There are five Love Languages: Words of Affirmation, Quality Time, Physical touch, Acts of Service, and Receiving Gifts. This is the first part in a series where I will look at these love languages, and talk about how to survive long distance for each one. Today I’m focusing on people whose Love Language is Physical Touch – how do you connect with them and show them you care if you’re in a Long Distance Relationship (or LDR, for short).
First, I think long distance is hard. There’s no way around that. But most of us at some point in our life will find ourselves in a long distance relationship, whether it be romantic, familial, or even just friends. When things get hard or complicated, or we feel like we’re in way over our heads so many of us turn to the internet for answers.
We want the stories from others who have gone through similar things to see what their experience was like and how they learned to cope.
There’s only one problem.
They aren’t you.
Things suggested in advice posts aren’t tailored to your individual experience, and often miss the mark. And while I can’t give you super-tailored advice, I can give you advice based on you and your long distance loves’ love language.
In this case, I will give you advice if you’ve recently found out the person you’re trying to connect with long distance has Physical Touch as their Love Language.
Are you ready?
3 Tips to Connect with your Long Distance Relationship when their Love Language is Physical Touch
I want to start off by saying I know that it is impossible to physically touch someone who is hundreds of miles away. Luckily there are tons of ways to symbolize physical proximity with your long distance love or relationship even when it’s not possible. There is no perfect solution for this, but there’s lots of ways to show love even when you can’t give your person a hug.
Physical Touch is a love language that people often misconstrue.
It isn’t inherently sexual or romantic in nature, though it certainly can be.
Physical Touch is all about small gestures throughout the day. Small taps, hugs, and other physical reminders that you’re both sharing the day together. There’s a lot of ways to share this both in the technical world and outside of it.
1. If Physical Touch is their Love Language, Tech is your biggest ally.
There are ways to remain in contact with each other over the technical world. We live in a world of remote controls and high speed internet. So keep an eye out for products specifically designed to help bridge the long distance gap.
You might have heard of this one great example of emotional wearable in which you can send each other small touches and messages through a pair of bracelets? It’s called the [checks notes]… Bond Touch.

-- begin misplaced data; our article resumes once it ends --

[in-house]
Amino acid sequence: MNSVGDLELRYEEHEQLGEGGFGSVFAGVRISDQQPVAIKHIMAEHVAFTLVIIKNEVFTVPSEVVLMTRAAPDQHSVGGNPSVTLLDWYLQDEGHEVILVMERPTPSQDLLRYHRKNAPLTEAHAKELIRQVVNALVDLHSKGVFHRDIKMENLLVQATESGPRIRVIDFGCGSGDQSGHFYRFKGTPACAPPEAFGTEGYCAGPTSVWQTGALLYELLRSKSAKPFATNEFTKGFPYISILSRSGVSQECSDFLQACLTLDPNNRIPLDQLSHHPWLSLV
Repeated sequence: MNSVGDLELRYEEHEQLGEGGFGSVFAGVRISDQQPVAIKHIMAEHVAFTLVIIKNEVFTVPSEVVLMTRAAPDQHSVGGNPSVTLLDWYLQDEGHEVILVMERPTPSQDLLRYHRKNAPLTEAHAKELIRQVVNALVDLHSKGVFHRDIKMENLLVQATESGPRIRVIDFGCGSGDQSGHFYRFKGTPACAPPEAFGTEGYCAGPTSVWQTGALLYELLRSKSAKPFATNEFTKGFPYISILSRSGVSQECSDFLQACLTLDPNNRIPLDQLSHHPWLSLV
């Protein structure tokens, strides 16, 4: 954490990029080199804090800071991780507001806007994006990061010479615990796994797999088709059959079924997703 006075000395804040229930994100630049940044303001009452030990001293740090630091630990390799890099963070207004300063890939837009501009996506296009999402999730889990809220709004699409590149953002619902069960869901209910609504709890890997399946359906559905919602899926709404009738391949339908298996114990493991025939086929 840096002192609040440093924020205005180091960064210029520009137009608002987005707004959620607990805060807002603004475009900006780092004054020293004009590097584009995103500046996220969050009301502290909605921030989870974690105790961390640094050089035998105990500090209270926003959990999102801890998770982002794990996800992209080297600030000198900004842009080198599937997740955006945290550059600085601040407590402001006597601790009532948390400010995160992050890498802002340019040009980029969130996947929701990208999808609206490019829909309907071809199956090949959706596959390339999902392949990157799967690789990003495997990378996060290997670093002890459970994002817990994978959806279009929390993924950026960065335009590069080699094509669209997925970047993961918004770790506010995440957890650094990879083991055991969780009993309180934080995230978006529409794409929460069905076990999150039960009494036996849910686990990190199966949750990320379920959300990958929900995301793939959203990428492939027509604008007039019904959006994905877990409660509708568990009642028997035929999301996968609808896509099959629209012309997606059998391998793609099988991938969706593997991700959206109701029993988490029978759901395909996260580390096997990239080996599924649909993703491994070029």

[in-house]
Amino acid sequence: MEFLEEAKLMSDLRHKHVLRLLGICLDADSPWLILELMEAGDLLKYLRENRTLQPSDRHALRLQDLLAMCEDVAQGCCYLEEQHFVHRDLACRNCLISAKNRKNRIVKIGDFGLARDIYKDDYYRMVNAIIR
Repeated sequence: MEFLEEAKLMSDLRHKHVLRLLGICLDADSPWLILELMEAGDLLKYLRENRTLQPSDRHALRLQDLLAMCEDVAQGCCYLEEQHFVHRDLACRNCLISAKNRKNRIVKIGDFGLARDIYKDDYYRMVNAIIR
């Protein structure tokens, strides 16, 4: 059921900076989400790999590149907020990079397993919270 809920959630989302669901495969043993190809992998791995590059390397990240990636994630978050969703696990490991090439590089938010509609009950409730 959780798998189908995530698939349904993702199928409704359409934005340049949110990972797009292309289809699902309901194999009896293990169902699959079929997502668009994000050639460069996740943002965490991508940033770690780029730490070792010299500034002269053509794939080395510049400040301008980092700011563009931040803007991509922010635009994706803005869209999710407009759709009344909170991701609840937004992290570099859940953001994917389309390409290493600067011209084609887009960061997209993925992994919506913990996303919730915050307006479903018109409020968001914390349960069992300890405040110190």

Jokes and self-publicity aside, there are, of course, tons of products and apps that can stand in place of physical reminders for your long distance love.
2. Comfort Objects are also the best.
Give your LDR a pillow or stuffed animal.
Load that comfort item up with hugs and kisses.
Now they’ll have a soft comfort object they can squeeze whenever you need a tactile reminder that they’re loved.
Comfort Objects don’t have to be anything in particular, as long as they’re soft and comfortable. Some ideas include, scarves, blankets, slippers, bathrobe, pillow, stuffed animals, or even hoodies. Just something they can grab easily.
3. Communication is the key to any long distance relationship.
If you’re trying to connect to someone whose Love Language is Physical Touch over the distance, communication is everything.
Similar to Quality Time, it’s incredibly hard to balance Physical touch and long distance relationships ((and remember – this can be a long-distance best friend or family member, too).
This is why it’s important to make the time you spend together worth it.
To make the most of the time that you spend together (when you visit, for example), remember that their love language is all about the way small reminders add value to the big moments.
To talk to them about what they need. It’s okay if you need to keep trying new things until you find what works. But I hear little knee taps, head bumps, small squeezes, and soft shoulder checks throughout the day can make you feel seen, heard, understood and loved.
And don’t forget to load up the comfort object with more hugs and kisses before you part ways!